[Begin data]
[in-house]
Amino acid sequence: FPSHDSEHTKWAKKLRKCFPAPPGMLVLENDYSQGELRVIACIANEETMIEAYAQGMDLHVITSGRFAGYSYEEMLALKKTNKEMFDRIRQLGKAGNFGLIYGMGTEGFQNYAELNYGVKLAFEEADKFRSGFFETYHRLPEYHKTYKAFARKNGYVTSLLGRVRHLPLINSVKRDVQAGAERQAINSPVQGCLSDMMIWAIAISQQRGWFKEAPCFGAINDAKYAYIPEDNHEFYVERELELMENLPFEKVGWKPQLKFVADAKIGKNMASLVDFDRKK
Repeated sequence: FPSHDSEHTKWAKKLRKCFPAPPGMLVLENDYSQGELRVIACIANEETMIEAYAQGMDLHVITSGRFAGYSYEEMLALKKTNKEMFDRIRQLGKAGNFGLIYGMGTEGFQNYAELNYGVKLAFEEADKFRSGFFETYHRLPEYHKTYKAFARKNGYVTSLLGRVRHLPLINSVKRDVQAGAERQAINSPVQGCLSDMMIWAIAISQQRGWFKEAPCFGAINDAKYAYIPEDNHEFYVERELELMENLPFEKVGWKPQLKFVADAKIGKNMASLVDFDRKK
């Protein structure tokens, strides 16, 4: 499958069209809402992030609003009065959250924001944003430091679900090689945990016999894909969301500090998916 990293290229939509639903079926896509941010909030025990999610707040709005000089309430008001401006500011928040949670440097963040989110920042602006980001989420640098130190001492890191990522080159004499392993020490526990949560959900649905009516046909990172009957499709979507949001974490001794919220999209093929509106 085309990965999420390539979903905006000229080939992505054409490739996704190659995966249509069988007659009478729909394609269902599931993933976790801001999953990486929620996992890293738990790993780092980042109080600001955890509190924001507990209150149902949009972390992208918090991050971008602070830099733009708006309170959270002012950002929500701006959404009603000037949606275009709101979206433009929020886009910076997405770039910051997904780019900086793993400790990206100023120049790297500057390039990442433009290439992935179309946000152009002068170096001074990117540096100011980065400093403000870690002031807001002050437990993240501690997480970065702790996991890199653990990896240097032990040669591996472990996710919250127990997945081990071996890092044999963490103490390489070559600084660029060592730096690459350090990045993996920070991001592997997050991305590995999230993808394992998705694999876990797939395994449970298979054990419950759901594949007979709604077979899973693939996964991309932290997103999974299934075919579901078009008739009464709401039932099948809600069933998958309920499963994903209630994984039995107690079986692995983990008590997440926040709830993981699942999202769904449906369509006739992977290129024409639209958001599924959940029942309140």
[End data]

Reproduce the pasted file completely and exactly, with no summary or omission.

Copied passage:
[in-house]
Amino acid sequence: FPSHDSEHTKWAKKLRKCFPAPPGMLVLENDYSQGELRVIACIANEETMIEAYAQGMDLHVITSGRFAGYSYEEMLALKKTNKEMFDRIRQLGKAGNFGLIYGMGTEGFQNYAELNYGVKLAFEEADKFRSGFFETYHRLPEYHKTYKAFARKNGYVTSLLGRVRHLPLINSVKRDVQAGAERQAINSPVQGCLSDMMIWAIAISQQRGWFKEAPCFGAINDAKYAYIPEDNHEFYVERELELMENLPFEKVGWKPQLKFVADAKIGKNMASLVDFDRKK
Repeated sequence: FPSHDSEHTKWAKKLRKCFPAPPGMLVLENDYSQGELRVIACIANEETMIEAYAQGMDLHVITSGRFAGYSYEEMLALKKTNKEMFDRIRQLGKAGNFGLIYGMGTEGFQNYAELNYGVKLAFEEADKFRSGFFETYHRLPEYHKTYKAFARKNGYVTSLLGRVRHLPLINSVKRDVQAGAERQAINSPVQGCLSDMMIWAIAISQQRGWFKEAPCFGAINDAKYAYIPEDNHEFYVERELELMENLPFEKVGWKPQLKFVADAKIGKNMASLVDFDRKK
């Protein structure tokens, strides 16, 4: 499958069209809402992030609003009065959250924001944003430091679900090689945990016999894909969301500090998916 990293290229939509639903079926896509941010909030025990999610707040709005000089309430008001401006500011928040949670440097963040989110920042602006980001989420640098130190001492890191990522080159004499392993020490526990949560959900649905009516046909990172009957499709979507949001974490001794919220999209093929509106 085309990965999420390539979903905006000229080939992505054409490739996704190659995966249509069988007659009478729909394609269902599931993933976790801001999953990486929620996992890293738990790993780092980042109080600001955890509190924001507990209150149902949009972390992208918090991050971008602070830099733009708006309170959270002012950002929500701006959404009603000037949606275009709101979206433009929020886009910076997405770039910051997904780019900086793993400790990206100023120049790297500057390039990442433009290439992935179309946000152009002068170096001074990117540096100011980065400093403000870690002031807001002050437990993240501690997480970065702790996991890199653990990896240097032990040669591996472990996710919250127990997945081990071996890092044999963490103490390489070559600084660029060592730096690459350090990045993996920070991001592997997050991305590995999230993808394992998705694999876990797939395994449970298979054990419950759901594949007979709604077979899973693939996964991309932290997103999974299934075919579901078009008739009464709401039932099948809600069933998958309920499963994903209630994984039995107690079986692995983990008590997440926040709830993981699942999202769904449906369509006739992977290129024409639209958001599924959940029942309140």